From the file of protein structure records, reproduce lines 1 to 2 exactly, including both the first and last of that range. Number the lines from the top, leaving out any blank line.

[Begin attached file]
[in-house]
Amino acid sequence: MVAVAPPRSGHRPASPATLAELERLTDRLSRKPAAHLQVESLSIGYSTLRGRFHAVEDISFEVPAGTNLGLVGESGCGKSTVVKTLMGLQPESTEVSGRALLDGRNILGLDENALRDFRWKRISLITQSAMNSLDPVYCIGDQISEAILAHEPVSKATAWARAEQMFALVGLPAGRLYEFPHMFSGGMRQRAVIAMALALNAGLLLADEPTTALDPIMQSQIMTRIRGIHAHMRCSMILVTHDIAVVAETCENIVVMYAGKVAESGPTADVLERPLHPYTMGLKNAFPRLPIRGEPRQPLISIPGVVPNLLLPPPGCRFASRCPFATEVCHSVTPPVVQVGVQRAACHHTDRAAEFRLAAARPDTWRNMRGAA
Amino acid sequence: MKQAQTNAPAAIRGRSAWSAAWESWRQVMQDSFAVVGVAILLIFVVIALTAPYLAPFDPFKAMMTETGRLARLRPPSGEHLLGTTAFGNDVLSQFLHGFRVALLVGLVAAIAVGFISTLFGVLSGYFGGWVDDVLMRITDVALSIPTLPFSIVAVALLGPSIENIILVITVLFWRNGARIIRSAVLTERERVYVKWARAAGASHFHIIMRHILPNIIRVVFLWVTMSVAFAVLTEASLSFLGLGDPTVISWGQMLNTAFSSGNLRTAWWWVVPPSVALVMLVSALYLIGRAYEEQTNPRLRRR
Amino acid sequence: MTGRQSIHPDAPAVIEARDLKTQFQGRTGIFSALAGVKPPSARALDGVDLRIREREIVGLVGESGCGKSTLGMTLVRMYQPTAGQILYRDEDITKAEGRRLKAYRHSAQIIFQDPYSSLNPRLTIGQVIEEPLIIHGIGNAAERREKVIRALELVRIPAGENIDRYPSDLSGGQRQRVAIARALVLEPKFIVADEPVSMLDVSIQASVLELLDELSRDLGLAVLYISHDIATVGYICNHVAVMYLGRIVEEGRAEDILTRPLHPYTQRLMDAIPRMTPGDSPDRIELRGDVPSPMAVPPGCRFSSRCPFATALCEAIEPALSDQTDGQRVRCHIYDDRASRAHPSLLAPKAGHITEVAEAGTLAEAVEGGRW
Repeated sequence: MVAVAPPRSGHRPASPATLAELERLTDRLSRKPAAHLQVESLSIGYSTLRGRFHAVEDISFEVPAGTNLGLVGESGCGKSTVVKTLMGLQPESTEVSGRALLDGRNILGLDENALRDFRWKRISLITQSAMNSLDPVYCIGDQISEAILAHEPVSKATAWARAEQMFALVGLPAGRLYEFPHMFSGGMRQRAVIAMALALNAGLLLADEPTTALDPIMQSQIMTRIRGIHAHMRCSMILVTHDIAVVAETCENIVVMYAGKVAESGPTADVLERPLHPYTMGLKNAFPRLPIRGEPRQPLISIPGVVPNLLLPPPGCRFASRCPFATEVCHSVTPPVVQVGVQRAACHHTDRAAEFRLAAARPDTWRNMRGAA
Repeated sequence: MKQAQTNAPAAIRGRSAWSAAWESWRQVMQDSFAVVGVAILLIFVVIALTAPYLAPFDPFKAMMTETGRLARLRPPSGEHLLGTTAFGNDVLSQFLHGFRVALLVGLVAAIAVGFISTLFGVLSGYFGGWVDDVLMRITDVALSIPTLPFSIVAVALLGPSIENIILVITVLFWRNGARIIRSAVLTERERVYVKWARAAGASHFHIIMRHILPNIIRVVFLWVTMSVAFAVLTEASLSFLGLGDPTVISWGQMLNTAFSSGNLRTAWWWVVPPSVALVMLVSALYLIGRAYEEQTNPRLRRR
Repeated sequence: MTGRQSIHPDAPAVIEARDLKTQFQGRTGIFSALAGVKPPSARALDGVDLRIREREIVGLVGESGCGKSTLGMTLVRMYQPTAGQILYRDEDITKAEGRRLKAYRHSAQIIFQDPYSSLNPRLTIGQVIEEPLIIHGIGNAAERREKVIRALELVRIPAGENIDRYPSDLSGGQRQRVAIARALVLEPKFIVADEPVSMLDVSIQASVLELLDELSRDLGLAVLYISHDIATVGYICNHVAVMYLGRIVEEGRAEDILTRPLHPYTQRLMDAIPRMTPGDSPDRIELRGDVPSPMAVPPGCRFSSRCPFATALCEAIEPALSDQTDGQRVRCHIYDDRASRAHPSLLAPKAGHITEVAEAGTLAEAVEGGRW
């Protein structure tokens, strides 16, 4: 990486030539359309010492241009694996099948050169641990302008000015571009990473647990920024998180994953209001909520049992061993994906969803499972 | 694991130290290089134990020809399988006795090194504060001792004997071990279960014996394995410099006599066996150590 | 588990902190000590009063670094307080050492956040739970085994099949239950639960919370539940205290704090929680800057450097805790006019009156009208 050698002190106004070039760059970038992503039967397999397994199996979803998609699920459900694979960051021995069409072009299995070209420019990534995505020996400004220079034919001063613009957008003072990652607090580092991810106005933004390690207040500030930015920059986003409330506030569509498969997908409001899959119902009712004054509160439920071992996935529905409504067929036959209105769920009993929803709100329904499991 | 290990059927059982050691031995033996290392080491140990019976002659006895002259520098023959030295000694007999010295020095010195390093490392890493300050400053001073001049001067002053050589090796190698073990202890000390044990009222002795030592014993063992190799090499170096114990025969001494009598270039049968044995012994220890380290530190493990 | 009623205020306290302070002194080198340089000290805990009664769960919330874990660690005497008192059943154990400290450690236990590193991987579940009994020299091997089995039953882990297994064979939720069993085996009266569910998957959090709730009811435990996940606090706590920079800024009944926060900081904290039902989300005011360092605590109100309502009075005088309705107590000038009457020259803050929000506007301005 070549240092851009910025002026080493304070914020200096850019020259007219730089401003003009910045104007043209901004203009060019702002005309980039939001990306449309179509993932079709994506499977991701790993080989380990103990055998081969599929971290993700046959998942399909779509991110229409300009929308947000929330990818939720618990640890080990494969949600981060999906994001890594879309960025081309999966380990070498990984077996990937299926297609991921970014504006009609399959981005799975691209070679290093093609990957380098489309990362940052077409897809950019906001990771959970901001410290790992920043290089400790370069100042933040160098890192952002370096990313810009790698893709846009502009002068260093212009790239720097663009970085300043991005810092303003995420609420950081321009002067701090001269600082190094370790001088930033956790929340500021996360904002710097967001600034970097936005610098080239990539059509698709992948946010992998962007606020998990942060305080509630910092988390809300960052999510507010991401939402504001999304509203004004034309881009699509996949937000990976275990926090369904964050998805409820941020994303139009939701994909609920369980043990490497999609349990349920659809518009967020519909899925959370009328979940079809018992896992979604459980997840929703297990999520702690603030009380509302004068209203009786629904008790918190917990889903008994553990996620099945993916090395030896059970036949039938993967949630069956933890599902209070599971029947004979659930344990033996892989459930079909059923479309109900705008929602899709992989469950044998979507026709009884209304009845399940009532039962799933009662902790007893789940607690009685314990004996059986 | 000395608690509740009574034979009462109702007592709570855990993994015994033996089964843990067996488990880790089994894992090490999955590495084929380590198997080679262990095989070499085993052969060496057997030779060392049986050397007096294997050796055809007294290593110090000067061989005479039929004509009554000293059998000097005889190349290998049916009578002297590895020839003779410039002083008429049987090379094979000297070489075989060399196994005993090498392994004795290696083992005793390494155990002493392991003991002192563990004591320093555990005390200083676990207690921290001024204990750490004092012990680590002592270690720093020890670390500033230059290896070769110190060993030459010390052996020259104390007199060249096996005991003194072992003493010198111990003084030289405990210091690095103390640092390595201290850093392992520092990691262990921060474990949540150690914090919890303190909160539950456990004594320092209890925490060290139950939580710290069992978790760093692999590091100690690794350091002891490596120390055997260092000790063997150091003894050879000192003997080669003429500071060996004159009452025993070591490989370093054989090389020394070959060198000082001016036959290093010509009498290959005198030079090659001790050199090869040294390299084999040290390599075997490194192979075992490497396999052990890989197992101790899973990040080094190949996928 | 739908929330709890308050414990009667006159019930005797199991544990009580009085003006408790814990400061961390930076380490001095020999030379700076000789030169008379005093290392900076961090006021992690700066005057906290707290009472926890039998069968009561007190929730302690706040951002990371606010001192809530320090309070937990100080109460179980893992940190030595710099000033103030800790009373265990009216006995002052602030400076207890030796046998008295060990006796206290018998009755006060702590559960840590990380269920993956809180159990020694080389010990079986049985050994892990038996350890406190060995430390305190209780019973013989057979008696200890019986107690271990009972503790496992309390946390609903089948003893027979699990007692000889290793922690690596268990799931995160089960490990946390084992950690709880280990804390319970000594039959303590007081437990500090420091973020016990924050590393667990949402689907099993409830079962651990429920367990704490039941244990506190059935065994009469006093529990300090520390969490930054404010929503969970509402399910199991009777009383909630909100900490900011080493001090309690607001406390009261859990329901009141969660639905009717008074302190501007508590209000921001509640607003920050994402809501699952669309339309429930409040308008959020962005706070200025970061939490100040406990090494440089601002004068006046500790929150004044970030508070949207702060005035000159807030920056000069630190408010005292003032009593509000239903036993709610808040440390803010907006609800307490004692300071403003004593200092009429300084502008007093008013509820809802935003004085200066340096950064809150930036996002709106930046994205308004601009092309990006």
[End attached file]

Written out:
[in-house]
Amino acid sequence: MVAVAPPRSGHRPASPATLAELERLTDRLSRKPAAHLQVESLSIGYSTLRGRFHAVEDISFEVPAGTNLGLVGESGCGKSTVVKTLMGLQPESTEVSGRALLDGRNILGLDENALRDFRWKRISLITQSAMNSLDPVYCIGDQISEAILAHEPVSKATAWARAEQMFALVGLPAGRLYEFPHMFSGGMRQRAVIAMALALNAGLLLADEPTTALDPIMQSQIMTRIRGIHAHMRCSMILVTHDIAVVAETCENIVVMYAGKVAESGPTADVLERPLHPYTMGLKNAFPRLPIRGEPRQPLISIPGVVPNLLLPPPGCRFASRCPFATEVCHSVTPPVVQVGVQRAACHHTDRAAEFRLAAARPDTWRNMRGAA